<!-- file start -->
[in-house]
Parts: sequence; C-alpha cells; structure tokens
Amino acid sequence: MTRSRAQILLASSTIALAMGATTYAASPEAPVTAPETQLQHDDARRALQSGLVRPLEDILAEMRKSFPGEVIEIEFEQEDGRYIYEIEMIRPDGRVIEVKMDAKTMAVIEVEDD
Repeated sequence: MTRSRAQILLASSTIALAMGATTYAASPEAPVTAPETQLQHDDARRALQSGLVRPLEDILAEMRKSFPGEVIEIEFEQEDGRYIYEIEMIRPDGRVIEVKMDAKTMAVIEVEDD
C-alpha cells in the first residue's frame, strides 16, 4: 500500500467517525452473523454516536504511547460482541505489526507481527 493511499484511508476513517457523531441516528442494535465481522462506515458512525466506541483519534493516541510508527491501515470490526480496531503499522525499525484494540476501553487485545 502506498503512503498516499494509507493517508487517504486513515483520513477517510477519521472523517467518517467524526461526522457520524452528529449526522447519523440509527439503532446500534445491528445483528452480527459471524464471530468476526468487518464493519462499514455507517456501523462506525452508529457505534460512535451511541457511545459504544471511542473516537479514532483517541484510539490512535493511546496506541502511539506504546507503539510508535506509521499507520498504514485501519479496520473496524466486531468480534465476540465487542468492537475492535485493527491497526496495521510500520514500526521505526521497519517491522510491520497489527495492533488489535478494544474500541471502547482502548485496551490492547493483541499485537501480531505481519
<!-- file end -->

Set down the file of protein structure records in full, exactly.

[in-house]
Parts: sequence; C-alpha cells; structure tokens
Amino acid sequence: MTRSRAQILLASSTIALAMGATTYAASPEAPVTAPETQLQHDDARRALQSGLVRPLEDILAEMRKSFPGEVIEIEFEQEDGRYIYEIEMIRPDGRVIEVKMDAKTMAVIEVEDD
Repeated sequence: MTRSRAQILLASSTIALAMGATTYAASPEAPVTAPETQLQHDDARRALQSGLVRPLEDILAEMRKSFPGEVIEIEFEQEDGRYIYEIEMIRPDGRVIEVKMDAKTMAVIEVEDD
C-alpha cells in the first residue's frame, strides 16, 4: 500500500467517525452473523454516536504511547460482541505489526507481527 493511499484511508476513517457523531441516528442494535465481522462506515458512525466506541483519534493516541510508527491501515470490526480496531503499522525499525484494540476501553487485545 502506498503512503498516499494509507493517508487517504486513515483520513477517510477519521472523517467518517467524526461526522457520524452528529449526522447519523440509527439503532446500534445491528445483528452480527459471524464471530468476526468487518464493519462499514455507517456501523462506525452508529457505534460512535451511541457511545459504544471511542473516537479514532483517541484510539490512535493511546496506541502511539506504546507503539510508535506509521499507520498504514485501519479496520473496524466486531468480534465476540465487542468492537475492535485493527491497526496495521510500520514500526521505526521497519517491522510491520497489527495492533488489535478494544474500541471502547482502548485496551490492547493483541499485537501480531505481519